A neon Google sign is seen in the foyer of the company's new Canadian engineering headquarters in Kitchener-Waterloo, Ontario, Jan. 14, 2016. Peter Power/Reuters

SAN FRANCISCO — The web is about to get faster. A new algorithm developed by Google that will be incorporated into upcoming versions of Chrome and Firefox promises to make web pages load up to 26 percent faster.

Brotli, as the new compression technology is formally called, was first announced by Google in September, but this week the company said it intends to ship the new algorithm soon. "Brotli compression is coming to a Chrome browser near you," Ilya Grigorik, a web performance engineer at Google, said in a note.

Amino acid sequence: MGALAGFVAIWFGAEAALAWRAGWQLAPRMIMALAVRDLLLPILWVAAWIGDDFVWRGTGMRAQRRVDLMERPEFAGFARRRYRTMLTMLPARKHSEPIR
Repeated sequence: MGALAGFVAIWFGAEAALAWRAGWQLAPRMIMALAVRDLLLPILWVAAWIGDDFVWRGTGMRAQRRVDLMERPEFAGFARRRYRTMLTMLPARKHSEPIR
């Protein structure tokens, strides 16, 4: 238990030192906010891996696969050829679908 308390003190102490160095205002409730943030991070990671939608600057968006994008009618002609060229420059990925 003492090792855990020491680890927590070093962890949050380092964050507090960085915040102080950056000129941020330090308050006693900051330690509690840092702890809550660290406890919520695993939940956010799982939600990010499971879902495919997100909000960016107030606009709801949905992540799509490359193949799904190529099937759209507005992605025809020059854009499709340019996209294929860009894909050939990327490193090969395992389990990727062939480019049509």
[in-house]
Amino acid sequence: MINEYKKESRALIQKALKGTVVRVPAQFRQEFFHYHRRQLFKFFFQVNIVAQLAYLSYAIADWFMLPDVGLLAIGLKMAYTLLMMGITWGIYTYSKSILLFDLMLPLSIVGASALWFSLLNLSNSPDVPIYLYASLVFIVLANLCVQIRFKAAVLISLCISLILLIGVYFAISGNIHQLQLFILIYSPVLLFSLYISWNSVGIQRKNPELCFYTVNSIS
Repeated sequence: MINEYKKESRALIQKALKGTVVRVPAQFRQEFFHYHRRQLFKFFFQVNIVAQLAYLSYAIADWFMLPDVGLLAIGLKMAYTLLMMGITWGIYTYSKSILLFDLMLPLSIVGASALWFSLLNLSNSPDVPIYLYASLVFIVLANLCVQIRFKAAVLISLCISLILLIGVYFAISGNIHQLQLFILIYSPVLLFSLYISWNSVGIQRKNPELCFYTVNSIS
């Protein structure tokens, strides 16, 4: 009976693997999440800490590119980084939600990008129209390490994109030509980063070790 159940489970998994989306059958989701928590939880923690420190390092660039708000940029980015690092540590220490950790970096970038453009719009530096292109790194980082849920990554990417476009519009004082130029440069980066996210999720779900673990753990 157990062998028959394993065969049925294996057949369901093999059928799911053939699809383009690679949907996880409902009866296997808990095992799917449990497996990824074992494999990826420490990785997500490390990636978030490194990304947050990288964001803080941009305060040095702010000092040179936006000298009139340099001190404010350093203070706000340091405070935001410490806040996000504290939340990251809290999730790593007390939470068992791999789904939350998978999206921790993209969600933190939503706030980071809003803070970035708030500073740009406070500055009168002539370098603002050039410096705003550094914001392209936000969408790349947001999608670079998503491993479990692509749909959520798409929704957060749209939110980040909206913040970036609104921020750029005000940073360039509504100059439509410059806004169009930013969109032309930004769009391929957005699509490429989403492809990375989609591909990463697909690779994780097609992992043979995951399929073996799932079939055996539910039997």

Web Browser Performance Comparison - Startup Time | SoftwareInsider

Google developed the new technology as a way to make Chrome faster than it already is by loading web pages that use secure encryption in a more efficient manner. "We hope that this format will be supported by major browsers in the near future, as the smaller compressed size would give additional benefits to mobile users, such as lower data transfer fees and reduced battery use," the company said in September.

Firefox users will also benefit from the new technology. Mozilla, which develops Firefox, has also announced its intention to adopt the new technology.